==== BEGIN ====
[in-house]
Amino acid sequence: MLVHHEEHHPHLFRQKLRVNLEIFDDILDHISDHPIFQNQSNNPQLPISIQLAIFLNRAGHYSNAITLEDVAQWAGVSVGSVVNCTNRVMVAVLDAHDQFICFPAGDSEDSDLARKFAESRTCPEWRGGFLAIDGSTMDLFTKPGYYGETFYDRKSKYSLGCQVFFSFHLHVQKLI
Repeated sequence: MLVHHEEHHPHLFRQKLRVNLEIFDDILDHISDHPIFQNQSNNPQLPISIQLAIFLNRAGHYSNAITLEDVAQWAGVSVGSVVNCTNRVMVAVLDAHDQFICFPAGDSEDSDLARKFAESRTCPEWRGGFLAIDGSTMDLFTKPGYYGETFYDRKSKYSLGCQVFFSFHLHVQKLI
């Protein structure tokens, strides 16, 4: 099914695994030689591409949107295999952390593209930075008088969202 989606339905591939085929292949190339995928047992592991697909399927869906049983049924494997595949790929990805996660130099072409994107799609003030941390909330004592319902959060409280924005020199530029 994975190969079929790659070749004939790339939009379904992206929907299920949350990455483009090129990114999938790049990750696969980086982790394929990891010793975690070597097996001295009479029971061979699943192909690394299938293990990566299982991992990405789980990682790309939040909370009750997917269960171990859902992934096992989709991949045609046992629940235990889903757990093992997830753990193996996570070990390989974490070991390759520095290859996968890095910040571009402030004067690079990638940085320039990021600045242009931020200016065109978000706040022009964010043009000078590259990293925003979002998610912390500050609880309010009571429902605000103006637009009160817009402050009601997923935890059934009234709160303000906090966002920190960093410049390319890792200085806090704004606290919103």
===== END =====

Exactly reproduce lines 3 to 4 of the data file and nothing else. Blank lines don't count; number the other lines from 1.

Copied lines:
Repeated sequence: MLVHHEEHHPHLFRQKLRVNLEIFDDILDHISDHPIFQNQSNNPQLPISIQLAIFLNRAGHYSNAITLEDVAQWAGVSVGSVVNCTNRVMVAVLDAHDQFICFPAGDSEDSDLARKFAESRTCPEWRGGFLAIDGSTMDLFTKPGYYGETFYDRKSKYSLGCQVFFSFHLHVQKLI
């Protein structure tokens, strides 16, 4: 099914695994030689591409949107295999952390593209930075008088969202 989606339905591939085929292949190339995928047992592991697909399927869906049983049924494997595949790929990805996660130099072409994107799609003030941390909330004592319902959060409280924005020199530029 994975190969079929790659070749004939790339939009379904992206929907299920949350990455483009090129990114999938790049990750696969980086982790394929990891010793975690070597097996001295009479029971061979699943192909690394299938293990990566299982991992990405789980990682790309939040909370009750997917269960171990859902992934096992989709991949045609046992629940235990889903757990093992997830753990193996996570070990390989974490070991390759520095290859996968890095910040571009402030004067690079990638940085320039990021600045242009931020200016065109978000706040022009964010043009000078590259990293925003979002998610912390500050609880309010009571429902605000103006637009009160817009402050009601997923935890059934009234709160303000906090966002920190960093410049390319890792200085806090704004606290919103």